19. Carol R Nicolet Loewen April 20, 2022 at 10:08 am #

    Bob, thanks for this good post. A reminder to me as a writer of what not to do. What turns me off on a book is repeated typos, poor grammatical structure (unless it’s appropriately used in dialogue), and lack of a purpose or goal the main character needs to achieve.

    My favorites are the ones in which I find myself praying for the main character (whether fiction or non-fiction) and then remember I’m reading a book!

  20. Shimrit Hanes April 20, 2022 at 10:52 am #

    Flat characters that are just moving through the plot. No matter how exciting the scenario is, if the characters are two dimensional paper dolls doing things, and not being challenged, moved, or changed by their circumstances. I put it down and don’t pick it up again.

  21. Regina Rudd Merrick April 20, 2022 at 11:07 am #

    It happened for me when I started a much-anticipated book by an author I’d always loved and trusted to bring me a great read. This time? He did not. I couldn’t find one in the ensemble cast that had any redeeming qualities, so I stopped, and was so glad I’d gotten it from the library!

    It also gave me a boost as a writer – if a NYT best-selling author publishes the occasional dud, even my worst is in good company! Lol!

  22. Steve Courteol April 20, 2022 at 12:34 pm #

    A book with a nebulous setting in a nebulous time… Some authors will have a fictional ‘universe’ set in the land of _______. But if I can’t draw me into a time or place I can relate with, then forget it. Probably Narnia’s biggest weakness to me.

  23. Sarah April 20, 2022 at 1:13 pm #

    My parents taught me from a young age that I was allowed to stop reading books that interested me. I will always be grateful to them.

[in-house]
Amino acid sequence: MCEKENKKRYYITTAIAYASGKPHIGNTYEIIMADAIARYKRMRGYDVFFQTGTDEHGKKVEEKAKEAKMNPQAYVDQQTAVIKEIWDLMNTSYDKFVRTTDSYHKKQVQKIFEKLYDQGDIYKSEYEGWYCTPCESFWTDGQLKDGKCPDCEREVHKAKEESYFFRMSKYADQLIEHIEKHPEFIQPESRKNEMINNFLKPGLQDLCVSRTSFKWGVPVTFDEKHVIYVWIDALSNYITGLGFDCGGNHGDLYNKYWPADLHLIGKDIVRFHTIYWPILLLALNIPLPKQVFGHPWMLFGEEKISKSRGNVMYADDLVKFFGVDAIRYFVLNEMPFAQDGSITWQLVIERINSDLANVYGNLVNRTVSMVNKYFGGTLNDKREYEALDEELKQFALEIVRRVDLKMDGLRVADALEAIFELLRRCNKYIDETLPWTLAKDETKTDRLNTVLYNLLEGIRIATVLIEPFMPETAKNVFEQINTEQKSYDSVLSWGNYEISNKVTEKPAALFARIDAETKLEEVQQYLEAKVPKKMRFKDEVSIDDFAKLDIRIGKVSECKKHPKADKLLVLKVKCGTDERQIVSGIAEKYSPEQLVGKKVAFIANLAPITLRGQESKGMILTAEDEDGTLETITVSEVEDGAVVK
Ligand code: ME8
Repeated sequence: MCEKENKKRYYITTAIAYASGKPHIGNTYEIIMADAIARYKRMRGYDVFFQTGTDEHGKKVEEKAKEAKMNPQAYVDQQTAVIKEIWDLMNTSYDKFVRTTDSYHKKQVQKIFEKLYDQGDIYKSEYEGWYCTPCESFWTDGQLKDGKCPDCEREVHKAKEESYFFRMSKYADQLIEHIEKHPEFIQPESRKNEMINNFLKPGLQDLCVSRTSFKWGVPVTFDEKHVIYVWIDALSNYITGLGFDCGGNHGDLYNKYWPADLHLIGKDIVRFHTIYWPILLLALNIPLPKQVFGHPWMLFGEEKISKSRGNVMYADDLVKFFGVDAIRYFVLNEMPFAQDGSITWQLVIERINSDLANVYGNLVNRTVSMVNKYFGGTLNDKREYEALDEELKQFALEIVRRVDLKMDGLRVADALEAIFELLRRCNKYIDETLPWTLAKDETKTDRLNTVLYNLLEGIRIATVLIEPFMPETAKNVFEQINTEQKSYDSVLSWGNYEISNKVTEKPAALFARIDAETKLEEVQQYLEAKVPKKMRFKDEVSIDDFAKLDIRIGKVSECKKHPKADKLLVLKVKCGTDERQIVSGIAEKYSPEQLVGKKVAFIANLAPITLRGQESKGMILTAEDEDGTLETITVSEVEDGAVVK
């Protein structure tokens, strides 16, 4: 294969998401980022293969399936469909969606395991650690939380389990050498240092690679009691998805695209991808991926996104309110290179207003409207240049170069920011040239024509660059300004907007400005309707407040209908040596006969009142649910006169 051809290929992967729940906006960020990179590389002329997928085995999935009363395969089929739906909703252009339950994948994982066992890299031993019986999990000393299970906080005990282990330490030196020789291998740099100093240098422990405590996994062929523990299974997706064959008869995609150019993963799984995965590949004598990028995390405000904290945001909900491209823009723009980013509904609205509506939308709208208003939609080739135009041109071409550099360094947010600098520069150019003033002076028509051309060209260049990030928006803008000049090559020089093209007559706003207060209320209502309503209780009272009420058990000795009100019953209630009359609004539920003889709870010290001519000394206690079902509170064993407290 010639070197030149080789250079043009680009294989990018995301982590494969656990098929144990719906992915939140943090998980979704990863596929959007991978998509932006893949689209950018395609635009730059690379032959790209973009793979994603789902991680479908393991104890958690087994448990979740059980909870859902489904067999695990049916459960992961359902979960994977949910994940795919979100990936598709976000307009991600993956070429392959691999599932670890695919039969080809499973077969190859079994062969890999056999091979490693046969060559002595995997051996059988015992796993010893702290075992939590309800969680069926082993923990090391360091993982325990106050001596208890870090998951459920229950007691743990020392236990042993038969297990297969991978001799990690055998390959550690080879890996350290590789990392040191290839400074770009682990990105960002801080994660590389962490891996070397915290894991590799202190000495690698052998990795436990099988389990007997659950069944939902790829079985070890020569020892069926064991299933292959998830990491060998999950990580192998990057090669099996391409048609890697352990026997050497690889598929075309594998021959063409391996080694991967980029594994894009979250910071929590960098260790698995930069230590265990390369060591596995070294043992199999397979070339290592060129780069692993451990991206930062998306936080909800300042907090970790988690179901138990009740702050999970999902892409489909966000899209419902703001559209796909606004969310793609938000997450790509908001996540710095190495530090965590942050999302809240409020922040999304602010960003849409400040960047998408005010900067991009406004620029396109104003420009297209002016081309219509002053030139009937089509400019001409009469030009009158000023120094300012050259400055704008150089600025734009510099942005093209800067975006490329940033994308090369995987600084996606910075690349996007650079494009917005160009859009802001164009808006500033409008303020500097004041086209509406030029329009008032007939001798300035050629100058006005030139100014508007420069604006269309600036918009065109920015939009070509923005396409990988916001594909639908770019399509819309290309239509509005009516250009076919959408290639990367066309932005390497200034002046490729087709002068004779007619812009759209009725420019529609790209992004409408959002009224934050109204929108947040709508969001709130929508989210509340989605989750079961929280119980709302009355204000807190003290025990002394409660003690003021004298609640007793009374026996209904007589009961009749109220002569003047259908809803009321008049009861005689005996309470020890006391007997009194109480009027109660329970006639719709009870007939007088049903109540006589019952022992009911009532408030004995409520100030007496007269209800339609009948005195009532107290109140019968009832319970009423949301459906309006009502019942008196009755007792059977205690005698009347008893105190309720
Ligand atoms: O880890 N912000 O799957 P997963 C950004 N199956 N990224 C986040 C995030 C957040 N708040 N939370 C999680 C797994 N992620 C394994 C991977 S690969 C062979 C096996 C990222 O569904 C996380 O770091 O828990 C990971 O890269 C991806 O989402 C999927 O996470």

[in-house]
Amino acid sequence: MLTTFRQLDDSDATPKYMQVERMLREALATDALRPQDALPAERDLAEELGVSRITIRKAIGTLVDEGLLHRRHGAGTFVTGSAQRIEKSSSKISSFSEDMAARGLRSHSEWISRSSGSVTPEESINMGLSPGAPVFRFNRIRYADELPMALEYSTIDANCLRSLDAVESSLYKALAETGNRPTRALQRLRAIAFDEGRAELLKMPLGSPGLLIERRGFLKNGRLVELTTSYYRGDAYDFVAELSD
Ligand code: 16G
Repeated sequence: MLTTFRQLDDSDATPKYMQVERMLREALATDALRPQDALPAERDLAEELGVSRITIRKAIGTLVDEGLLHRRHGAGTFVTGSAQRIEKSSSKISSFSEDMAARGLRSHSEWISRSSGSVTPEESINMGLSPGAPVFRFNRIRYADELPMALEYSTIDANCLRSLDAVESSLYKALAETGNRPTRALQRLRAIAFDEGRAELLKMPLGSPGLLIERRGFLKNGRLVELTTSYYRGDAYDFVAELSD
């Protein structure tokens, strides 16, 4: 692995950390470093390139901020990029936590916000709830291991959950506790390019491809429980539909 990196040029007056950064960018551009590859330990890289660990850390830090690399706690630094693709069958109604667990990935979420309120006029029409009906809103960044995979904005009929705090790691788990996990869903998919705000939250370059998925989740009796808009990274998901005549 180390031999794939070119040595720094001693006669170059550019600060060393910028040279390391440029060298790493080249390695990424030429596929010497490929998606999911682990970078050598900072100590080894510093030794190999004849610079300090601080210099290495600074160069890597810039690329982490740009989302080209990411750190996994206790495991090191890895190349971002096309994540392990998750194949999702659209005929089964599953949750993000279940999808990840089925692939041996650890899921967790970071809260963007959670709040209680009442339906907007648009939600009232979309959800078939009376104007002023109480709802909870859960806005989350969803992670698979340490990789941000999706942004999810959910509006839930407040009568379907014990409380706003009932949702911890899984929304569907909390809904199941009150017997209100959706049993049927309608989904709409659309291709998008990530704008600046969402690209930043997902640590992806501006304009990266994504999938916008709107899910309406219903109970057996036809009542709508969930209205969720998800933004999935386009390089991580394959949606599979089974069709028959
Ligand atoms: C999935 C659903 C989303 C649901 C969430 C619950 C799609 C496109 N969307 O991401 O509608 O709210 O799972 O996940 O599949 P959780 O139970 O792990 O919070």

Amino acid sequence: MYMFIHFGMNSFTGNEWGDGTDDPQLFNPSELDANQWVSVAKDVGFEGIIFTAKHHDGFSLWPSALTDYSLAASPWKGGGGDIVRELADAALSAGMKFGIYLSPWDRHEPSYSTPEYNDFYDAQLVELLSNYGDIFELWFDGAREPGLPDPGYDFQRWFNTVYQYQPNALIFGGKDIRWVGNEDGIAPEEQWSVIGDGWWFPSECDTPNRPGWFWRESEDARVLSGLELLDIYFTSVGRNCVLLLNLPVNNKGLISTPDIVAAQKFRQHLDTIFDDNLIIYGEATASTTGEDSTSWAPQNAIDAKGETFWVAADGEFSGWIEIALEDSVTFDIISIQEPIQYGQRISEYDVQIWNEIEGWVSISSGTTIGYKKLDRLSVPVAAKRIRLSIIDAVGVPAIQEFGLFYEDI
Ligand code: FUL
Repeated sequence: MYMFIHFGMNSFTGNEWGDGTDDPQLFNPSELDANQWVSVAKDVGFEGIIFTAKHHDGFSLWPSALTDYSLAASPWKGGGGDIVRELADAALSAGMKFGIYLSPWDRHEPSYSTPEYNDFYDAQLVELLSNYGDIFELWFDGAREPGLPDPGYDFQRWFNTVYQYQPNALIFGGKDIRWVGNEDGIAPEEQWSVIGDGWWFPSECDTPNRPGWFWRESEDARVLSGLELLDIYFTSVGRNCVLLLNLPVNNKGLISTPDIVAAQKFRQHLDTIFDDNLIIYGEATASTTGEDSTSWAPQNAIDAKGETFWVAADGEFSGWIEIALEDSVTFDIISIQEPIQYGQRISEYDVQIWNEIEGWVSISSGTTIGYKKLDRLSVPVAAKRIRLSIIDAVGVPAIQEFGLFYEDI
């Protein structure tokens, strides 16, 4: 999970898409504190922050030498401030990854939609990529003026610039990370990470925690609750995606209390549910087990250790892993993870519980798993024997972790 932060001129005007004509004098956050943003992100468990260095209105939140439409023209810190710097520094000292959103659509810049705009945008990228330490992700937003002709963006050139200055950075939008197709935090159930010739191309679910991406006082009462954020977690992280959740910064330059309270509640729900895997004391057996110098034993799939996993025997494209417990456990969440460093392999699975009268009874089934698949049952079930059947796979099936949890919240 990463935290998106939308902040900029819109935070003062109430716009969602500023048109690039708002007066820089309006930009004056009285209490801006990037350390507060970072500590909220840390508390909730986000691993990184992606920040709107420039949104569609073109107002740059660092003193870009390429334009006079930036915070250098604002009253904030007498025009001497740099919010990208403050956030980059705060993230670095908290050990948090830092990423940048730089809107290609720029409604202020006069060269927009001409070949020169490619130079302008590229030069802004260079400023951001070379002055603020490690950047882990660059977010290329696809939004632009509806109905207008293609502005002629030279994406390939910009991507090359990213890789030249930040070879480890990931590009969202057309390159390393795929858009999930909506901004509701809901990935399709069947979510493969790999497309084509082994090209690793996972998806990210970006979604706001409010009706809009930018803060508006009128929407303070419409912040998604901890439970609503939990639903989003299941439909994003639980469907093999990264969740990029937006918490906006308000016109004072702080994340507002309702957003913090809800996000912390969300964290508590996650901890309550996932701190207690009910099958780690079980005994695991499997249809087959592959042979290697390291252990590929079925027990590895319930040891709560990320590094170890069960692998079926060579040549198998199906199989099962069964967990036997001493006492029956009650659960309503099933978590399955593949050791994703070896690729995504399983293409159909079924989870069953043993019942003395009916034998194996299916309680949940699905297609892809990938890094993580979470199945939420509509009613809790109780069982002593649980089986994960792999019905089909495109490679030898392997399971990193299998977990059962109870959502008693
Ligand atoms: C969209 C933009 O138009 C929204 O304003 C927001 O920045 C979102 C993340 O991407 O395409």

• Sarah April 20, 2022 at 1:14 pm #

      Disinterested, not interested lol

  24. Sheri Dean Parmelee, Ph.D. April 20, 2022 at 4:03 pm #

    Bob, I stopped reading a Nicholas Sparks book when he took the side of the man in a divorce. As a woman, I felt violated because I thought good ol’ Nick was always on my side, as the reader. Nope, not in this case. I threw the book away and haven’t read another book by Sparks since then.

    • Grace April 29, 2022 at 11:15 am #

      He’s a wonderful writer. Don’t you think you’re being a little narrowminded. There are some mean and nasty women around too, you know. You may have liked the ending.

  25. Susan Brehmer April 21, 2022 at 8:15 am #

    When I figure out who dunnit too early. When I get bored or bogged down with too many stats or details. In nonfiction, I want to know what the author’s findings were, I don’t want to sift through the lost and found.

  26. Frenchy Dennis April 21, 2022 at 11:04 am #

    Two things keep me from finishing a book. 1) Bad historical research–Grrr; 2) a plot that loses my interest within ten pages.

  27. Molly Jo Realy April 23, 2022 at 1:26 pm #

    When working on my debut novel, I picked up a book from a new author for research and comparison. It had a conspicuous placement at the bookstore, with some great reviews. Except … there were typos, f-bombs, and a huge inconsistency right in the first chapter! How could this be well-received? It gives me hope for my own books, but also, a sense of sadness because maybe books just aren’t as great as they once were.

  28. Grace April 29, 2022 at 11:32 am #

    You’re half-right. It’s the writer’s that aren’t as great as they used to be. What has been taught in an “English” class in schools all across the country for the past 20 years.

    Yep. Nobody can spell or even form a proper sentence. I see grammar errors scroll across the bottom of the TV screen as the “news” is being delivered.

    As for the “f-bombs”….sometimes “oh darn” doesn’t convey the right emotion. Get over it. For instance “Oh darn, Charles, is that a knife sticking out of his chest!”

    So, don’t read books by writer’s you know will use a certain language to make a point. Like

    I bet Stephen King is laughing his ass off at your comment! So don’t read Michael Connelly, Tami Hoag, Dean Koontz, Jeffery Deaver, etc. Your best bet is to stick with Debbie Macomber.